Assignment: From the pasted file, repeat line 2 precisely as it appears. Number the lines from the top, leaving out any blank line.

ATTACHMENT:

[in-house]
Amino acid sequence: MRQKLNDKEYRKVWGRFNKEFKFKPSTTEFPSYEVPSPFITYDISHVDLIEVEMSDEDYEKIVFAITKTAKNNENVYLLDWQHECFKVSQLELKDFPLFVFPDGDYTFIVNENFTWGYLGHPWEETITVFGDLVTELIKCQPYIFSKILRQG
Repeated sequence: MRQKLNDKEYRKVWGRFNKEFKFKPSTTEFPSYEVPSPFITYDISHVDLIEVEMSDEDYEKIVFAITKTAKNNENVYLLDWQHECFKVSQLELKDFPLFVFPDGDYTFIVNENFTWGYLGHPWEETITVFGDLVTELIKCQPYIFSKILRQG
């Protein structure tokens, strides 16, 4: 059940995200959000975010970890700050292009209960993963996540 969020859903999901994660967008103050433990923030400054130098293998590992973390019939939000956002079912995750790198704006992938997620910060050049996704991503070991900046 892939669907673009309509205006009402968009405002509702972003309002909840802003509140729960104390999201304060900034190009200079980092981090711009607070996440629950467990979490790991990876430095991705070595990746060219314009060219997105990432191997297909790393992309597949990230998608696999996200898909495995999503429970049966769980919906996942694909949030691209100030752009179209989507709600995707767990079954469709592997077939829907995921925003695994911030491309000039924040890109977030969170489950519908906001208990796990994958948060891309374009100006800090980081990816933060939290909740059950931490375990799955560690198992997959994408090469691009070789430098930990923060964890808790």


Amino acid sequence: MRQKLNDKEYRKVWGRFNKEFKFKPSTTEFPSYEVPSPFITYDISHVDLIEVEMSDEDYEKIVFAITKTAKNNENVYLLDWQHECFKVSQLELKDFPLFVFPDGDYTFIVNENFTWGYLGHPWEETITVFGDLVTELIKCQPYIFSKILRQG